Media Statement


Lusikisiki, 01 March 2022: The Department of Social Development has started its roundtable discussions around the country to strengthen the existing child protection system to prevent teenage pregnancy. The discussions which began in Lusikisiki, Ingquza Hill District municipality, aim to target districts that recorded the highest number of teenage pregnancies in the past two years from the four provinces namely KwaZulu-Natal, Gauteng, Limpopo, and the Eastern Cape. Statistics South Africa revealed that the country recorded 34 587 teenagers who gave birth in the 2020/21 financial year. 


Acting Chief Director: Child Protection in the Department, Ms. Neliswa Cekiso said as a Department tasked with the responsibility to care for and protect children, the high number of teenage pregnancies should be a cause for concern. “Teenage pregnancy is a multifaceted problem that requires a comprehensive intervention,” said Cekiso. 


Attended by among others, representatives from the Departments of Social Development, Health, Basic Education, the SAPS, and Traditional Leaders, the round table discussion agreed that there is a need for a holistic approach to address the challenge of teenage pregnancy. 


 Ms. Cekiso revealed in the meeting that during 2019 in KZN there were 671 deliveries by children between the ages of 10-14 years and 661 deliveries in 2020. In the Eastern Cape during 2019, there were 671 deliveries by the 10-14 years and in 2020, there were 661 deliveries. The 15-19 years recorded 17 211 in 2019 from the Eastern Cape and 17 740 in 2020. 


Noluthando Gwiji from the Eastern Cape Department of Health said there were interventions and continuous campaigns by the Department of Health but the numbers are not going down which should be a serious concern for the country. 

“There are times at Holy Cross Hospital in Flagstaff where 80% of deliveries are by children,” a concerned Gwiji said.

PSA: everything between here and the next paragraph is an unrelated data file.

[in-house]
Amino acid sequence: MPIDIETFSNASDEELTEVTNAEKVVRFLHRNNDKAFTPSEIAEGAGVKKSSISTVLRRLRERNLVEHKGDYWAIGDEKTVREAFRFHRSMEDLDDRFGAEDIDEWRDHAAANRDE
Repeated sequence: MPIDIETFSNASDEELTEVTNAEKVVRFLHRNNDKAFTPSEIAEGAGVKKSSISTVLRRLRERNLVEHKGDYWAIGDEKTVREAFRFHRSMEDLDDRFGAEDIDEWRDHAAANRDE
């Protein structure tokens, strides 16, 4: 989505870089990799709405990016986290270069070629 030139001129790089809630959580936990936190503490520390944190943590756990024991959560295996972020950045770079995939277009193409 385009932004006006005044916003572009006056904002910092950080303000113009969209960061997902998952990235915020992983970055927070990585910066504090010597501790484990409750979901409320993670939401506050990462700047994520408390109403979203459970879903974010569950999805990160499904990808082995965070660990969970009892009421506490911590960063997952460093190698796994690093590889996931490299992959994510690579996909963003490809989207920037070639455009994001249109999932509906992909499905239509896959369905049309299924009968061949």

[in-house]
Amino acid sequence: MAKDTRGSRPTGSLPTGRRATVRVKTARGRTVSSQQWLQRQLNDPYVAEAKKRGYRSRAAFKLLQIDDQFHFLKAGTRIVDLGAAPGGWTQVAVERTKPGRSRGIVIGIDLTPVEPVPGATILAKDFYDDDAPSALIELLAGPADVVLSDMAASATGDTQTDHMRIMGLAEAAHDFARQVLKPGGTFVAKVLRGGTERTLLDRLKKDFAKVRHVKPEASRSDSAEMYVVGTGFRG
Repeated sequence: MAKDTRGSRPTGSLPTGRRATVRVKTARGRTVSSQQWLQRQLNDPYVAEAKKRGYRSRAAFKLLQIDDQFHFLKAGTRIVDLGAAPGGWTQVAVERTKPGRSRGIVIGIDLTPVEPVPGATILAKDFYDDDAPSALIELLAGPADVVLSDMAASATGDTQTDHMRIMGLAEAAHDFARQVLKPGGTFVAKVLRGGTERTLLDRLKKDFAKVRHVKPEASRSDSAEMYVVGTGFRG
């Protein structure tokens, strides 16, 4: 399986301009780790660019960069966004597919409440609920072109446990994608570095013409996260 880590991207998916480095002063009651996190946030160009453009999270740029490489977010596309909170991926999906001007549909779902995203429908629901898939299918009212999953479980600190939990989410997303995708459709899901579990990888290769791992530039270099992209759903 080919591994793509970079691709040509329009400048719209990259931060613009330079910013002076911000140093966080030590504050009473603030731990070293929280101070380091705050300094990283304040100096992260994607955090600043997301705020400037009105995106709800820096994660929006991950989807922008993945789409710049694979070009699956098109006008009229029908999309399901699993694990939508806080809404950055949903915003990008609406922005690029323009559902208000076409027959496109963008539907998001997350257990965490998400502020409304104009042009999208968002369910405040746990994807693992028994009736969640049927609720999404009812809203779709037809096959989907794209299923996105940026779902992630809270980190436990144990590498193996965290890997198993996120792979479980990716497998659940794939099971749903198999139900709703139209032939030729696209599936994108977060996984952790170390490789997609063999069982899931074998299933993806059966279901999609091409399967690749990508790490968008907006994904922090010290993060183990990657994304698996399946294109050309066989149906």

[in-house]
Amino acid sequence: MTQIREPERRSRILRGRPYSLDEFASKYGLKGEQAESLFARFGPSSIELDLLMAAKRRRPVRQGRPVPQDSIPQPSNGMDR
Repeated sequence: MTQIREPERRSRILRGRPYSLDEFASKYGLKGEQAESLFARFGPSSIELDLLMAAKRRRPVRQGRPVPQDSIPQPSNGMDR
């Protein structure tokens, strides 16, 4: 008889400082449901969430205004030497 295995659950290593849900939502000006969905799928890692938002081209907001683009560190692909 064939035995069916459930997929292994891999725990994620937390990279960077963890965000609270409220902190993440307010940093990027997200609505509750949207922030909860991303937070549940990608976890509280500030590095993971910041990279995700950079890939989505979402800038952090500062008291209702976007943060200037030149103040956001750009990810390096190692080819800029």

Cekiso also stated that Section 110 of the Children’s Act, 38 of 2005, makes provision for reporting of suspected cases of abuse for purposes of triggering immediate response and measures to assist a child whose life is at risk.


Ms. Cekiso further highlighted that daily reported abuse disclosed by a child to a mandatory or non-mandatory adult whether it happened a long time ago or recently, needed to be taken seriously and most importantly reported to the police or the Department of Social Development. 

“We all have an obligation as communities, parents, caregivers, teachers, health professionals to report suspected child abuse cases,” said Cekiso.  


 In order to ensure targeted interventions to the affected pregnant children, the National Department of Social Development has requested provincial departments to profile and assess the children so that adequate services can be provided including investigation and referral to the South African Police Service (SAPS) in instances of statutory rape. The Department has also communicated with the Directors General of Health and Basic education so that at a national level, current policies and programmes can be evaluated and improved. The Department of Basic Education has launched its policy on the prevention and management of learner pregnancy in schools on February 17 in the North West. 


According to the United Nations Population Fund (UNFPA), teenage pregnancy is a global problem but occurs most often in poorer and marginalized communities. Many girls face considerable pressure to marry early and become mothers while they are young.


The Department will continue with the roundtable discussions in KZN in March. 




Ms Lumka Oliphant on 083 484 8067 or This email address is being protected from spambots. You need JavaScript enabled to view it.